Leading figures in e-government and the Internet are recognised in today’s New Year Honours.


At the top of the pile, there are knighthoods for the inventor of the world wide web, Tim Berners-Lee, and chief executive of the Office for Government Commerce, Peter Gershon.  The government’s e-envoy, Andrew Pinder, is awarded a CBE.


Sir Tim, a famously modest man, told BBC Online his knighthood proved what can happen to "ordinary people" who work on things that "happen to work out", like the web.  He said the honour was an acknowledgement that the net was becoming globally powerful, and not just a "passing trend".


Sir Peter was brought in from BAE systems to improve Whitehall’s purchasing generally, but much of his work has concerned government IT.  He is credited with being a tough bargainer with the big technology companies and has recently started work on a review of central government running costs.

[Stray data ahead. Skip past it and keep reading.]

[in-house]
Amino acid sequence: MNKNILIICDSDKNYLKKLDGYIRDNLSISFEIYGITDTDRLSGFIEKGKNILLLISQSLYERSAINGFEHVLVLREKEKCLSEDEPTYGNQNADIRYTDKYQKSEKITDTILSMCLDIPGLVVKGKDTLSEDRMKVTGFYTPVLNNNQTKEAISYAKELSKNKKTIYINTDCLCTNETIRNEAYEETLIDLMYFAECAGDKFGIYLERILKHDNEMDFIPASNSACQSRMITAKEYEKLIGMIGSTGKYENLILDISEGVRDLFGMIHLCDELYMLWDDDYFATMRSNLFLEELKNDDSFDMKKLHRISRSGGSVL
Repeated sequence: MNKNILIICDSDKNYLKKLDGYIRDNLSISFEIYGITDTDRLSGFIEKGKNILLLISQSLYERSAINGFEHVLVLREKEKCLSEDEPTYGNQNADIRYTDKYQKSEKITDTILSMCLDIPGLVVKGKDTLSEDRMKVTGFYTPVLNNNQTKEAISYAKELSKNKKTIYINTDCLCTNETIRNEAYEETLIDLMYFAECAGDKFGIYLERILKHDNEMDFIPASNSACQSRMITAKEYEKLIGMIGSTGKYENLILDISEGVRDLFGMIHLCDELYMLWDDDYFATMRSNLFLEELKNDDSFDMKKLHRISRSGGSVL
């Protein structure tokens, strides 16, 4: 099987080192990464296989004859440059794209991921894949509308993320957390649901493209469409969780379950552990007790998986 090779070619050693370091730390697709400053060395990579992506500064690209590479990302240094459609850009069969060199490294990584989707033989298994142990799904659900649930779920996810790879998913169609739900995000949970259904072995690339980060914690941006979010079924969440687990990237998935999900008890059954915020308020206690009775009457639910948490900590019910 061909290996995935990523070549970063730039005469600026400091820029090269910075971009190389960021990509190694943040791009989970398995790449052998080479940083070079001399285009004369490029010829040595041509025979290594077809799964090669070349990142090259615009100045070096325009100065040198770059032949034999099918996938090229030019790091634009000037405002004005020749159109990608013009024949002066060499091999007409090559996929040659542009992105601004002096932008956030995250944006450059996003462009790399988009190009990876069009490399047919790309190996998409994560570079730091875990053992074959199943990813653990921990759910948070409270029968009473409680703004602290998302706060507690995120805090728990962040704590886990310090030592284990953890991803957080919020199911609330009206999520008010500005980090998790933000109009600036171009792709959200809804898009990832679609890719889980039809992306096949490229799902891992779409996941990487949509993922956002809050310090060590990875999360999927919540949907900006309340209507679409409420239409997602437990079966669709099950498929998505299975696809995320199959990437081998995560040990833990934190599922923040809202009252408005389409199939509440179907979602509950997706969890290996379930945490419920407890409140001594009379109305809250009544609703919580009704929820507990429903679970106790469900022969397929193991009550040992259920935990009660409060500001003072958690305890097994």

Questioned by the House of Commons public accounts committee in the autumn about the NHS National Programme for IT, he said: “The NHS programme is challenging, is risky and it is ambitious; there is no point hiding that, because it is.”


He added that this is why Richard Granger had been bought in as director-general of NHS IT:  “That is why we brought in what we thought was a pretty good guy from the private sector to lead it. He has built up a very strong team around him.”


e-Envoy, Andrew Pinder, has tackled the specific job of putting government departments online while also acting a general cheerleader for e-government.  Part of his job will soon be taken over by a new head of e-government UK in April.


The list also includes many names from the NHS – high profile and not so well-known.  Health secretary, John Reid said in a New Year message to all NHS staff:

"Although these honours recognise the work of individuals, the people who receive them are always the first to pay tribute to the part played by the colleagues and teams with whom they work. I know how much these awards mean not just to the individuals and their families, but to colleagues at work and in communities as well – often the people who have nominated them.